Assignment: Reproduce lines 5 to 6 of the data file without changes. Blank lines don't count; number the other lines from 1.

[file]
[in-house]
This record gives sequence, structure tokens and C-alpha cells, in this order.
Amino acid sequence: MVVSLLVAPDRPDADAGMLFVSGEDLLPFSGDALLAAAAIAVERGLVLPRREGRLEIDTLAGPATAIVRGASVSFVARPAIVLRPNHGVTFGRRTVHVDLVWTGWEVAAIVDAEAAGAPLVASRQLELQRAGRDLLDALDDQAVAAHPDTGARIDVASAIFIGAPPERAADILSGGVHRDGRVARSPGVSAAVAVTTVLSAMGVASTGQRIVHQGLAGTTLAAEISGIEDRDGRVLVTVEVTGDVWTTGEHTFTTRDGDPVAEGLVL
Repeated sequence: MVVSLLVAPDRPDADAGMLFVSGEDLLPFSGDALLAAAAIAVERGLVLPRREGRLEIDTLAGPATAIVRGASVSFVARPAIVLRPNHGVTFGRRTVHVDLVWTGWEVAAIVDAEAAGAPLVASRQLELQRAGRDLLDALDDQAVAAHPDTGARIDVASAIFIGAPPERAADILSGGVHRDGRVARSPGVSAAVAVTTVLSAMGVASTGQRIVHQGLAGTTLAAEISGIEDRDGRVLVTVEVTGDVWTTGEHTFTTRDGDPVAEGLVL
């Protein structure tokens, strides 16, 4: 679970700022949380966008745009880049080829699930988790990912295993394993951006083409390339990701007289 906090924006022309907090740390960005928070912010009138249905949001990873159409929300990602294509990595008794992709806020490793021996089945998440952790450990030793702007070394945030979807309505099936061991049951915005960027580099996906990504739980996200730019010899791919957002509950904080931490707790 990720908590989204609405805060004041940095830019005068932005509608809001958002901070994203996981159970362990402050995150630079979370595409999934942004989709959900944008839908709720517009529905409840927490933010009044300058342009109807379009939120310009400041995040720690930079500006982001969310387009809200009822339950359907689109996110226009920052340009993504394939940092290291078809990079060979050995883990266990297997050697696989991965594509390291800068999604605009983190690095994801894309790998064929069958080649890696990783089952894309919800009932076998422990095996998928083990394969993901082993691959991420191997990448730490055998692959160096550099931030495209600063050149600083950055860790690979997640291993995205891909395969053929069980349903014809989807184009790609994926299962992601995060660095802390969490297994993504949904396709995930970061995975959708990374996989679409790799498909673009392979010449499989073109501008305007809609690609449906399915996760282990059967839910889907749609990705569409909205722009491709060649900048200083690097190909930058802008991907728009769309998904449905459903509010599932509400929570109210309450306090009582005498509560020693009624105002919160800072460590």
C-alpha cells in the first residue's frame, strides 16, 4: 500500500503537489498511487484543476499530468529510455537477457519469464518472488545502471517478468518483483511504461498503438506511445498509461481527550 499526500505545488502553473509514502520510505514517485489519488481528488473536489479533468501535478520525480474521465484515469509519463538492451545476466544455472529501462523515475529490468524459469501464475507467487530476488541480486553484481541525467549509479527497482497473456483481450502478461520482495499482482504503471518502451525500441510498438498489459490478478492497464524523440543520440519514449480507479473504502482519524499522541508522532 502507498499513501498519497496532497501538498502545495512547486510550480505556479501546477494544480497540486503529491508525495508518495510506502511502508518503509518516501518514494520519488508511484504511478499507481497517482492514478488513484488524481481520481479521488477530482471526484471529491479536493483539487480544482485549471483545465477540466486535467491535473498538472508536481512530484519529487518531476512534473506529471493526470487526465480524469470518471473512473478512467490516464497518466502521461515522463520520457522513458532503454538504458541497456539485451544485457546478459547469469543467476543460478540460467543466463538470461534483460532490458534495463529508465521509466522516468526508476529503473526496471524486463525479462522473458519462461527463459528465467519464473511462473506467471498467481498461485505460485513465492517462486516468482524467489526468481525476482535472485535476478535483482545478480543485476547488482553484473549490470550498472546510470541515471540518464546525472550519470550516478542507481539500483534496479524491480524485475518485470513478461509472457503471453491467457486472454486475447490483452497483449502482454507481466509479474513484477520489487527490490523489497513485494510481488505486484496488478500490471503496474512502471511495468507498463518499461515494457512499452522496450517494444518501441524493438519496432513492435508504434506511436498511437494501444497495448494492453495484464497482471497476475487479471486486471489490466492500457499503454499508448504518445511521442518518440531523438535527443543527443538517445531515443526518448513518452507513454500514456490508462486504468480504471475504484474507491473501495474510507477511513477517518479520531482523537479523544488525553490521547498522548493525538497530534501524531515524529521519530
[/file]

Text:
């Protein structure tokens, strides 16, 4: 679970700022949380966008745009880049080829699930988790990912295993394993951006083409390339990701007289 906090924006022309907090740390960005928070912010009138249905949001990873159409929300990602294509990595008794992709806020490793021996089945998440952790450990030793702007070394945030979807309505099936061991049951915005960027580099996906990504739980996200730019010899791919957002509950904080931490707790 990720908590989204609405805060004041940095830019005068932005509608809001958002901070994203996981159970362990402050995150630079979370595409999934942004989709959900944008839908709720517009529905409840927490933010009044300058342009109807379009939120310009400041995040720690930079500006982001969310387009809200009822339950359907689109996110226009920052340009993504394939940092290291078809990079060979050995883990266990297997050697696989991965594509390291800068999604605009983190690095994801894309790998064929069958080649890696990783089952894309919800009932076998422990095996998928083990394969993901082993691959991420191997990448730490055998692959160096550099931030495209600063050149600083950055860790690979997640291993995205891909395969053929069980349903014809989807184009790609994926299962992601995060660095802390969490297994993504949904396709995930970061995975959708990374996989679409790799498909673009392979010449499989073109501008305007809609690609449906399915996760282990059967839910889907749609990705569409909205722009491709060649900048200083690097190909930058802008991907728009769309998904449905459903509010599932509400929570109210309450306090009582005498509560020693009624105002919160800072460590």
C-alpha cells in the first residue's frame, strides 16, 4: 500500500503537489498511487484543476499530468529510455537477457519469464518472488545502471517478468518483483511504461498503438506511445498509461481527550 499526500505545488502553473509514502520510505514517485489519488481528488473536489479533468501535478520525480474521465484515469509519463538492451545476466544455472529501462523515475529490468524459469501464475507467487530476488541480486553484481541525467549509479527497482497473456483481450502478461520482495499482482504503471518502451525500441510498438498489459490478478492497464524523440543520440519514449480507479473504502482519524499522541508522532 502507498499513501498519497496532497501538498502545495512547486510550480505556479501546477494544480497540486503529491508525495508518495510506502511502508518503509518516501518514494520519488508511484504511478499507481497517482492514478488513484488524481481520481479521488477530482471526484471529491479536493483539487480544482485549471483545465477540466486535467491535473498538472508536481512530484519529487518531476512534473506529471493526470487526465480524469470518471473512473478512467490516464497518466502521461515522463520520457522513458532503454538504458541497456539485451544485457546478459547469469543467476543460478540460467543466463538470461534483460532490458534495463529508465521509466522516468526508476529503473526496471524486463525479462522473458519462461527463459528465467519464473511462473506467471498467481498461485505460485513465492517462486516468482524467489526468481525476482535472485535476478535483482545478480543485476547488482553484473549490470550498472546510470541515471540518464546525472550519470550516478542507481539500483534496479524491480524485475518485470513478461509472457503471453491467457486472454486475447490483452497483449502482454507481466509479474513484477520489487527490490523489497513485494510481488505486484496488478500490471503496474512502471511495468507498463518499461515494457512499452522496450517494444518501441524493438519496432513492435508504434506511436498511437494501444497495448494492453495484464497482471497476475487479471486486471489490466492500457499503454499508448504518445511521442518518440531523438535527443543527443538517445531515443526518448513518452507513454500514456490508462486504468480504471475504484474507491473501495474510507477511513477517518479520531482523537479523544488525553490521547498522548493525538497530534501524531515524529521519530